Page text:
Government to review student loan repayment rules – Kipanga


Deputy Education, Science and Technology Minister Kipanga Juma Omary told the National Assembly on Wednesday that the move aims to reduce the burden of paying for loans that recipients carry after completing their studies.

The Deputy Minister said this while responding to a further question from Special Seats MP Halima Mdee (Chadema), who claimed that the majority of HESLB loan recipients find it difficult to pay the loans even if they don’t. had no income-generating activity after completing their studies.

“The HESLB beneficiaries spent years on the streets without finding a job, this also prevented them from repaying their loans on time, but in the end the government punishes them by increasing the amount of their payment by the bias in penalties and unfavorable interest rates ”Mdee asserted.

The Deputy Minister responded that: “We have received a number of complaints about interest rates and penalties on loans from HESLB recipients, so we will be working on that to see how we can reduce them or even removing them to provide relief. to Tanzanian students.

In his follow-up question, George Mwenisongole (Mbozi-CCM) inquired about the government’s plans to reduce interest rates and levies on loan recipients to reduce the burden on poor students.

The deputy minister clarified that the 15 percent deduction from gross salary is not interest but a loan repayment deduction itself.

Clarifying deductions on loans and interest rates, Minister Joyce Ndalichako said the government is not charging a 10 percent interest rate as many people think, but is charging retention fees of six percent value.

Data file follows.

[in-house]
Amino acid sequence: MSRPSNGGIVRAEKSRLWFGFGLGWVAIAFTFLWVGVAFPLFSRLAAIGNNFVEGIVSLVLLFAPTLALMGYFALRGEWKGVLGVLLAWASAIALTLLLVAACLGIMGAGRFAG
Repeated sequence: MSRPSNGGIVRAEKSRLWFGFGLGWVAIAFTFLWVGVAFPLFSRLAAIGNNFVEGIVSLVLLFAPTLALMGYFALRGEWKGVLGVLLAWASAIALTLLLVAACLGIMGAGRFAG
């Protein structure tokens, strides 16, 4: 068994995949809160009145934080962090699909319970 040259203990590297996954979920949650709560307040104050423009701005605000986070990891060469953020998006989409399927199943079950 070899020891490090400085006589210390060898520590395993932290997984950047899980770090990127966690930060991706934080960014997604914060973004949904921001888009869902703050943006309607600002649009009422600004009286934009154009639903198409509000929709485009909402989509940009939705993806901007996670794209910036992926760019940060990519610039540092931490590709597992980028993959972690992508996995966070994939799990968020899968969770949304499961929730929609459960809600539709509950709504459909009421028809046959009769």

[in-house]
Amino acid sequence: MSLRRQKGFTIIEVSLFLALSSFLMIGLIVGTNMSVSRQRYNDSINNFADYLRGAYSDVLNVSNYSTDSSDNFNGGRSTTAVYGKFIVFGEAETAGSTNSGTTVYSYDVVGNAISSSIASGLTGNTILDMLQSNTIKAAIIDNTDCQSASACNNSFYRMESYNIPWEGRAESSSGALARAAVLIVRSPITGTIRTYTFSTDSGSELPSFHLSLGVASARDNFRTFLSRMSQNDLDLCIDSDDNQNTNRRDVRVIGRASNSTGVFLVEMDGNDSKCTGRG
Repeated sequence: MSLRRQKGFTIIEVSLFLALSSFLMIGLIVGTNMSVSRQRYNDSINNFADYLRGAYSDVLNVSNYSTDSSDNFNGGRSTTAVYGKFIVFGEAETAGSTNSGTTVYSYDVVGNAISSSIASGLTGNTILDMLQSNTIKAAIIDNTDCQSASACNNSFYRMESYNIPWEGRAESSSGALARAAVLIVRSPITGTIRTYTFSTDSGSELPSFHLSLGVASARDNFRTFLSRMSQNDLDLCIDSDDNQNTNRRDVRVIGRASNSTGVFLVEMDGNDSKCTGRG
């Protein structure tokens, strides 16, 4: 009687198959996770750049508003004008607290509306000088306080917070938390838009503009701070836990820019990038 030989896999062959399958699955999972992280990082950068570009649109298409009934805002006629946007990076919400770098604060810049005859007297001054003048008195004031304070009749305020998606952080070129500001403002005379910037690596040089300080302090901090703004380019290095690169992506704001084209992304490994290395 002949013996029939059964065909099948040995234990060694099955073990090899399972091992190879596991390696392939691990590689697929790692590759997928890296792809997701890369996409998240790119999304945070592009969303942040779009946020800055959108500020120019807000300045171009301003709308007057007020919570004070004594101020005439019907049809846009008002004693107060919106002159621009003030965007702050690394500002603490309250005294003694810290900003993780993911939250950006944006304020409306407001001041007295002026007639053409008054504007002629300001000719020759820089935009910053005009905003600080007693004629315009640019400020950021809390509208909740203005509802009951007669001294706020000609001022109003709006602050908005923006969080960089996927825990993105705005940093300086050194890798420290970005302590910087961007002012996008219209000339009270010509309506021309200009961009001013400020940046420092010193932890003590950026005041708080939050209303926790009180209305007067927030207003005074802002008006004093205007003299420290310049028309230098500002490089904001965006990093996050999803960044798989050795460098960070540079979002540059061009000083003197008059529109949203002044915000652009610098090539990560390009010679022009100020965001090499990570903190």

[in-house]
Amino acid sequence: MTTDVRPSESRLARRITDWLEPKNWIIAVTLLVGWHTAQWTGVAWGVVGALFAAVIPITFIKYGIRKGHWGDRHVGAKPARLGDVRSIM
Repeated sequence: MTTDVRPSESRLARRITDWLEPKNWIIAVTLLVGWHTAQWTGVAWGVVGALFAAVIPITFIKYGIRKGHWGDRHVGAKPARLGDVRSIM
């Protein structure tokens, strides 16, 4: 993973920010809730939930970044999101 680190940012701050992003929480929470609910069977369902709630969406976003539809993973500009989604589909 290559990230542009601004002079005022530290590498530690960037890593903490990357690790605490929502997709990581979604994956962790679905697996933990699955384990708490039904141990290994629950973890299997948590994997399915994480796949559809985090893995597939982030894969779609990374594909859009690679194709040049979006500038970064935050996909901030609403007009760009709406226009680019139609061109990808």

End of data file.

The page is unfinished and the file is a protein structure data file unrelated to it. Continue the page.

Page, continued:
“The 15% deductions do not apply to interest, as some stakeholders have stated. These are the total deductions that a beneficiary deducts from their monthly salary that are submitted to HESLB by the employer, ”said Professor Ndalichako.

In a grassroots question, Busokelo MP Atupele Mwakibete sought out the government’s plans to expand services and ensure that more poor students get the loans to enable them to fulfill their higher education dreams.

Deputy Minister Omary responded that the government will continue to increase the budget to ensure that more students benefit from the loans.

“In 2021/22 we proposed a budget of 500 billion / – for HESLB loans. I am sure that more eligible students will benefit from these loans, ”he said.

In early November 2017, Parliament passed amendments to the HESLB Act of 2004 that initially required employers to deduct the 15 percent of gross salaries of loan recipients from the previous eight percent, changes that were subsequently made to from January 2018.

The law also gives the loan commission the power to effectively reprimand beneficiaries and employers. In the new changes, an employer who fails to provide details to the board risks fines and jail time of at least 36 months.

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